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Blackshire v. Campbell

United States District Court, E.D. Michigan, Southern Division

December 20, 2016

Chanton Blackshire, Petitioner,
v.
Sherman Campbell, Respondent.

          OPINION AND ORDER DISMISSING THE PETITION FOR A WRIT OF HABEAS CORPUS [1] WITHOUT PREJUDICE, DENYING A CERTIFICATE OF APPEALABILITY, AND DENYING LEAVE TO PROCEED IN FORMA PAUPERIS ON APPEAL

          JUDITH E. LEVY United States District Judge.

         Petitioner Chanton Blackshire filed this pro se petition for a writ of habeas corpus pursuant to 28 U.S.C. § 2254. He was convicted after a jury trial in the Wayne Circuit Court of unlawfully taking possession of and driving away a motor vehicle, Mich. Comp. Laws ' 750.413, and was sentenced as a fourth-time habitual felony offender to a term of forty-six months to ten years' imprisonment.

         Petitioner raises five claims: (1) Petitioner was convicted of an offense that he was not charged with and for which he was given no notice; (2) the felony complaint was not signed or sworn; (3) Petitioner's trial attorney was ineffective for failing to meet with him prior to trial; (4) the trial court committed misconduct, in part, by adding a charge of unlawful driving away of a vehicle after insufficient evidence of carjacking was presented at trial; and (5) the prosecutor committed misconduct. (Dkt. 1 at 1-20.) Because Petitioner's conviction is still being reviewed in the state courts, the petition is dismissed without prejudice.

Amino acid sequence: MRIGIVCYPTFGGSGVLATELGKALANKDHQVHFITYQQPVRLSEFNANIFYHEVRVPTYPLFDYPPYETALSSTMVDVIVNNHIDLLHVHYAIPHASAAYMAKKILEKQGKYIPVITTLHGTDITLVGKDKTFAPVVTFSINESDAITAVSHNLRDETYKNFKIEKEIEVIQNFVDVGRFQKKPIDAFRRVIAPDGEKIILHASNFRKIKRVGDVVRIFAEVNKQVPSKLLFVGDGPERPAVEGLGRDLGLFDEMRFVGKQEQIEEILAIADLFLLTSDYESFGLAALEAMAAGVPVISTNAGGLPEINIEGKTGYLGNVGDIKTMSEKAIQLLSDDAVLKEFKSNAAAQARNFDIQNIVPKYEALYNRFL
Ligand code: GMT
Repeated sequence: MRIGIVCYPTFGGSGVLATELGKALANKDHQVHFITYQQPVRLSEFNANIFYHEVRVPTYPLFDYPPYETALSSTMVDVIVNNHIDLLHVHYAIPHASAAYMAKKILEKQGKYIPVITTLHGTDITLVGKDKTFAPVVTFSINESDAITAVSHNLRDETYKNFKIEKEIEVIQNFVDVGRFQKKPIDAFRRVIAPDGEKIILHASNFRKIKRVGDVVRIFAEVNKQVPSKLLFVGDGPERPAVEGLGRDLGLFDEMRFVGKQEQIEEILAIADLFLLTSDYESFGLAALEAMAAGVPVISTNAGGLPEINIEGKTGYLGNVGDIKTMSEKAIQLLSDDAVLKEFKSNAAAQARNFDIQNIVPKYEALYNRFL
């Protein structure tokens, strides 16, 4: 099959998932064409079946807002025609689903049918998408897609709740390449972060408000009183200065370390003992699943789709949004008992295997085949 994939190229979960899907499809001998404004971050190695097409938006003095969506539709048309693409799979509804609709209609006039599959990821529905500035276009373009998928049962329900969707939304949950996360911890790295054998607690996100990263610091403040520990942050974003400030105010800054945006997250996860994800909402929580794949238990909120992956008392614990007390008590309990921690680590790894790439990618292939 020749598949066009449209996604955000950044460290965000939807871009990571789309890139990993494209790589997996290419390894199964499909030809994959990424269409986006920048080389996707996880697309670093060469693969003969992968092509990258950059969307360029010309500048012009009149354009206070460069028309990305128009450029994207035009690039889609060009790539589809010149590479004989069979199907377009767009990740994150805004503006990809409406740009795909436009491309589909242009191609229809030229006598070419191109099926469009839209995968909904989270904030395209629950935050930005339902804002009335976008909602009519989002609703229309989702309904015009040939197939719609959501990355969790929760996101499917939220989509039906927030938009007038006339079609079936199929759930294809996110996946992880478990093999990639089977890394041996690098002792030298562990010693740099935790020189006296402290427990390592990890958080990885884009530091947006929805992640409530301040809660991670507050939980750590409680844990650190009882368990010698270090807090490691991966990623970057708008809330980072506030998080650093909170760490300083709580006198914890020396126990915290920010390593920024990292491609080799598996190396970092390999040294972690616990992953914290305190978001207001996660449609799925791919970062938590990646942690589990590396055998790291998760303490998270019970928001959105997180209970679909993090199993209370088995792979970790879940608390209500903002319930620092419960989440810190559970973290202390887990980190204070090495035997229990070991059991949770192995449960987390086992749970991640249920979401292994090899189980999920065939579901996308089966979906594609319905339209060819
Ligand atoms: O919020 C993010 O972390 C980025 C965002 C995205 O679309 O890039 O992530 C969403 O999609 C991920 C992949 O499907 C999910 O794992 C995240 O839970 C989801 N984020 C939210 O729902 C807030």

Petitioner was originally charged with carjacking. Mich. Comp. Laws § 750. 529a. Following closing arguments, the trial court asked defense counsel whether her position was that Petitioner was guilty of, at best, unlawful driving away of an automobile. (Dkt. 12-12 at 19.) Defense counsel responded that she did make that argument based upon the testimony of the police officers. (Id.) The prosecutor then stated that he would request a jury instruction on the lesser offense, and defense counsel responded that it was within the court's discretion to give the instruction. (Id. at 19-20.) Trial counsel did not object.

         The trial court ultimately instructed the jury regarding both offenses. Following deliberations, the jury returned a verdict of not guilty as to carjacking and guilty as to the lesser offense of unlawful driving away of an automobile. Petitioner filed an appeal of right, and the Michigan Court of Appeals affirmed Petitioner's conviction. People v. Blackshire, No. 317594, 2014 Mich.App. LEXIS 2404 (Mich. Ct. App. Dec. 9, 2014).

         Petitioner filed an application for leave to appeal in the Michigan Supreme Court, raising the same claims he raised in the Michigan Court of Appeals. The supreme court reversed the decision of the court of appeals and remanded the case to the trial court, with instructions to hold an evidentiary hearing on Petitioner's claim that his trial counsel was ineffective for “failing to argue that the instruction on the lesser offense was barred by People v Cornell, 466 Mich. 335; 646 N.W.2d 127 (2002).” People v. Blackshire, 497 Mich. 1033, 1033-34 (2015) (table). As of now, it seems that the evidentiary hearing was held on September 22, 2015, but a decision has yet to be made. People v. Blackshire, No. 12-003666-01-FC (Wayne Cty. Cir. Ct. Sept. 22, 2015), available at https://cmspublic.3rdcc.org/CaseDetail.aspx?CaseID=1267035; see generally Jackson v. City of Columbus, 194 F.3d 737, 745 (6th Cir. 1999) (court may take judicial notice of public documents considered “not to be subject to reasonable dispute”).